As a result of conflict in Rakhine State Myanmar, since 25 August 2017 more than 708,400 people from Rohingya communities have fled their homes to seek refuge in neighbouring Bangladesh. The refugee camps, near the town of Cox’s Bazar, have grown and merged to form the largest refugee camp in the world, where more than 617,000 people now live. There are also over 15,000 Rohingyans living with local host communities and some 336,000 Bangladeshis who are also in need of humanitarian assistance as a result of the refugee influx. This is a crisis where over 1.3 million people are in need of support.
The international humanitarian community, led by the United Nations, have been working closely with the Bangladeshi Government to assess needs, develop and implement response plans and coordinate action on the ground. The refugees have access to emergency food, water, shelter and health services, however the camps are vulnerable in the monsoon season (June-September) to heavy rainfall, flooding, strong winds, cyclones and landslides. Congested living conditions continue to foster risks such as disease outbreaks and fire.
Through Arup Community Engagement, a team of our engineers have been providing technical support and capacity-building to UN and NGO organisations working on the ground in the Rohingya refugee camps since December 2017.
600,000 People are living in the main Rohingya refugee camps, now the largest in the world
328km/hWinds could hit the camps in the monsoon season
6060 staff from 14 organisations trained by Arup in bamboo construction
In December 2017 we decided to respond to the Rohingya crisis by providing support that filled critical skills gaps and helped build the capacity of humanitarian agencies, Bangladeshi responders, the host community and Rohingya people.
In January 2018, we worked with humanitarian partners to enable three of our staff to visit Cox's Bazar and provide the following:
Two training courses run for nearly 60 local and international staff from 14 organisations in the use of bamboo for humanitarian contexts.
Technical support to several humanitarian organisations on bamboo, shelter, community buildings, stormwater drainage and slope stability.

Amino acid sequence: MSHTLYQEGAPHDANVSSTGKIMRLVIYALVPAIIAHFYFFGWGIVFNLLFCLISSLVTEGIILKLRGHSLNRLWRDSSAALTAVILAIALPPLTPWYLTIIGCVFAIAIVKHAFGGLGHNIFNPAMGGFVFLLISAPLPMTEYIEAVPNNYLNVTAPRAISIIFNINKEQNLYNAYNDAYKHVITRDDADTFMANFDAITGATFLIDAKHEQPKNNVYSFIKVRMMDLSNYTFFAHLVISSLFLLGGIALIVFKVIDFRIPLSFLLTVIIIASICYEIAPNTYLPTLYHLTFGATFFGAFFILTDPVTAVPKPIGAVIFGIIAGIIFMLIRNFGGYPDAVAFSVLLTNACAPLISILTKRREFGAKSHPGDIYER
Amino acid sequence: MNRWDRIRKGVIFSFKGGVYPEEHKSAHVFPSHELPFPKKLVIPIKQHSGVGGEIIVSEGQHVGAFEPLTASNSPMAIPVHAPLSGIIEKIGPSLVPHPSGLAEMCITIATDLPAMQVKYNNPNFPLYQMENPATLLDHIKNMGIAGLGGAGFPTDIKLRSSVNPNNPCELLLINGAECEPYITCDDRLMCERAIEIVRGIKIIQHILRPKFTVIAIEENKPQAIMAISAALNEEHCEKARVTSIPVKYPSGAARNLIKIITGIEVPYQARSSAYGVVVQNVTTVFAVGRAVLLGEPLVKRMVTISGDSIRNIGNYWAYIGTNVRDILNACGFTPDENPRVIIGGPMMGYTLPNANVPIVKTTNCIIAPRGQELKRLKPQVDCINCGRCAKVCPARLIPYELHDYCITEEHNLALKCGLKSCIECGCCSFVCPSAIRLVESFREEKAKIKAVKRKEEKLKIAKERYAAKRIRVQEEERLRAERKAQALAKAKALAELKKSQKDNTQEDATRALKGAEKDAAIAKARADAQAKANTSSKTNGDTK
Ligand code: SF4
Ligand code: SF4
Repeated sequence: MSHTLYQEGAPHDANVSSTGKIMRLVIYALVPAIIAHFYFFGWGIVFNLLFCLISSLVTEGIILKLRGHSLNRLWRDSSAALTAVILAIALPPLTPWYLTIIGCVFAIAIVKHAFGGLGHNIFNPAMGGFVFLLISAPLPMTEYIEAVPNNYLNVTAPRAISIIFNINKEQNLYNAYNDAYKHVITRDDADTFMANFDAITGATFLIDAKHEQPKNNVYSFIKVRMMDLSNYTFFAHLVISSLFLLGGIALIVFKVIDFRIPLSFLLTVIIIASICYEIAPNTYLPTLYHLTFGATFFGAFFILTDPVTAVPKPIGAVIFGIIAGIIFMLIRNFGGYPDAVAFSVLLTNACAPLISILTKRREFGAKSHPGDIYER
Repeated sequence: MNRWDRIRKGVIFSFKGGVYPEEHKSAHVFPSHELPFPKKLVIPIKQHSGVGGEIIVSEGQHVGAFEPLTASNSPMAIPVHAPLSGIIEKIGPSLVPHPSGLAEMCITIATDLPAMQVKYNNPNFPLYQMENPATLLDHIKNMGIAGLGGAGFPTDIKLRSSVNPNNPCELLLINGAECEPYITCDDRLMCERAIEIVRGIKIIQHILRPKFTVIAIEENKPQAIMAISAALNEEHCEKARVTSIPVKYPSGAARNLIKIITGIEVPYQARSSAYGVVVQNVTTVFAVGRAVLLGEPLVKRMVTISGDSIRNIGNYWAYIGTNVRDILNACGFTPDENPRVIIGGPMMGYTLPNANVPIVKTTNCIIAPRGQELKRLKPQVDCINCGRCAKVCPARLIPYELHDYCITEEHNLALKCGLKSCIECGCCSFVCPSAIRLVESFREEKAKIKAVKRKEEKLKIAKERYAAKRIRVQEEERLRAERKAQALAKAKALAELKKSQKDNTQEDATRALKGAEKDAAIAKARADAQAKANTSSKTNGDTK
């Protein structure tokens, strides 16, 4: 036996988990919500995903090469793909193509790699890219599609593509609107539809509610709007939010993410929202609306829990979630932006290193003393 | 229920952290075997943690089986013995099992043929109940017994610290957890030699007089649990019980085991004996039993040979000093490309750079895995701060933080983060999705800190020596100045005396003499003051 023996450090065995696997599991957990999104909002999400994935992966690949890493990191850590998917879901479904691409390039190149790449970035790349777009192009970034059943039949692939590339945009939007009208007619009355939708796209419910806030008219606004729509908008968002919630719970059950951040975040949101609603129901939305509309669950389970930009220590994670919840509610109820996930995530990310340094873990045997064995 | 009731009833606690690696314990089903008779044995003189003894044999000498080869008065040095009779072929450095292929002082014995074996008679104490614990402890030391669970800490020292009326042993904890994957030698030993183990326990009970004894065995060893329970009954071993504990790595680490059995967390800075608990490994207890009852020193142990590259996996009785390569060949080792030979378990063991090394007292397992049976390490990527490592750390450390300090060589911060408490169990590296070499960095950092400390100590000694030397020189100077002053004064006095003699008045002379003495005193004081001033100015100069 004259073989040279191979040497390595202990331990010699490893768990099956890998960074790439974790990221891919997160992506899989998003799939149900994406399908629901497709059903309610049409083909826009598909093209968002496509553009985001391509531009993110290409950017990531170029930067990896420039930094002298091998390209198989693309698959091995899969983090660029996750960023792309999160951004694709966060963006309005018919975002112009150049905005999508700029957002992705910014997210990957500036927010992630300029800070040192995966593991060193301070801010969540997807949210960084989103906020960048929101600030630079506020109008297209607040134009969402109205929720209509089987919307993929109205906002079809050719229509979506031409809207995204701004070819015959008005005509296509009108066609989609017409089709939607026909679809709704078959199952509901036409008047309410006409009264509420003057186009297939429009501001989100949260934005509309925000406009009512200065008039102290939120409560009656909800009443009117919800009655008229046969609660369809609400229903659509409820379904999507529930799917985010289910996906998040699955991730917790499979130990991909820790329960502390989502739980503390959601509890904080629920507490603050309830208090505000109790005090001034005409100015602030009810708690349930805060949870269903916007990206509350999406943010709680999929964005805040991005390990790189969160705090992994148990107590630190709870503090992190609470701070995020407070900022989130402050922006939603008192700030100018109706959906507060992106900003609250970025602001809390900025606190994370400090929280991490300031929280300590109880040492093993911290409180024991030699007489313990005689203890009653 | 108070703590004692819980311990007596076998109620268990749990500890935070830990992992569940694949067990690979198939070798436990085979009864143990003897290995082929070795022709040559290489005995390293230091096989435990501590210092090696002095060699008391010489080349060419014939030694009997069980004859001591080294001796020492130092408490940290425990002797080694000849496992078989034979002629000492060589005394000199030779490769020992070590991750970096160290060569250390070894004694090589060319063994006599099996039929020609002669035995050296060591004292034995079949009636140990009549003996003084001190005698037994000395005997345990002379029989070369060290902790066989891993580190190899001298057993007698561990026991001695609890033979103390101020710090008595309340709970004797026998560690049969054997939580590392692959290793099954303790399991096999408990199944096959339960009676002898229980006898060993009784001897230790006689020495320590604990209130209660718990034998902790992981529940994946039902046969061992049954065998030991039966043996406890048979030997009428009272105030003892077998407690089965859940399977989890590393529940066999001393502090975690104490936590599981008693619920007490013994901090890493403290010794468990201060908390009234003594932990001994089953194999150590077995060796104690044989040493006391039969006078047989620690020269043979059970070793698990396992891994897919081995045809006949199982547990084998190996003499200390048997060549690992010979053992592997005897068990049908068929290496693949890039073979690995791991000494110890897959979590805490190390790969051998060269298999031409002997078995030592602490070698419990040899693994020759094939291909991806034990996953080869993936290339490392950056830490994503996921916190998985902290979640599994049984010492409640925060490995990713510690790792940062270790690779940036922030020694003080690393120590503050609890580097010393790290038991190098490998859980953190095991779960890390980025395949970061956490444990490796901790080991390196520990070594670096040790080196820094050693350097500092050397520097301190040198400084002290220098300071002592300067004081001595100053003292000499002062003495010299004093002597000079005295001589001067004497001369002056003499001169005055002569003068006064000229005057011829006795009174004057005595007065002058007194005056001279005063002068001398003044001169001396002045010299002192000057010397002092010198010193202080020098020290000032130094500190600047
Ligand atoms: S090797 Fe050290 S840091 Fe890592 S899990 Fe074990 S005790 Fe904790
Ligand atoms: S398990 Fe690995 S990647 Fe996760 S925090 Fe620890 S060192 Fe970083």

Three practical workshops on constructing bamboo shelters in the field.
Since the January field mission, Arup has continued to provide remote technical support through the following:
1. A technical report on our observations on strengthening and improving: bamboo in general, shelters, community buildings, footbridges, storm-water drainage, and slope stability and retaining walls.
2. A technical guide on wind loads for shelter in camps ahead of the monsoon season, which will enable the organisations working there to understand the potential forces that a cyclone will apply to the shelters, and help them to develop appropriately strong shelters using the limited materials available.
3. Technical structural assessments of various emergency shelter solutions against wind loading, which will enable the organisations working there to understand what measures are most appropriate to improve the resistance of the shelters against wind.
4. A technical guide on the durability and treatment of bamboo for construction of the shelters in the camp, which will enable the organisations working there to implement appropriate measures to improve the lifespan of the bamboo being used.
5. A technical guide on constructing a simple emergency bamboo shelter for refugees in Cox’s Bazar.
Arup has a longstanding commitment to supporting the response to major disasters through both our Community Engagement programme and specialist International Development business.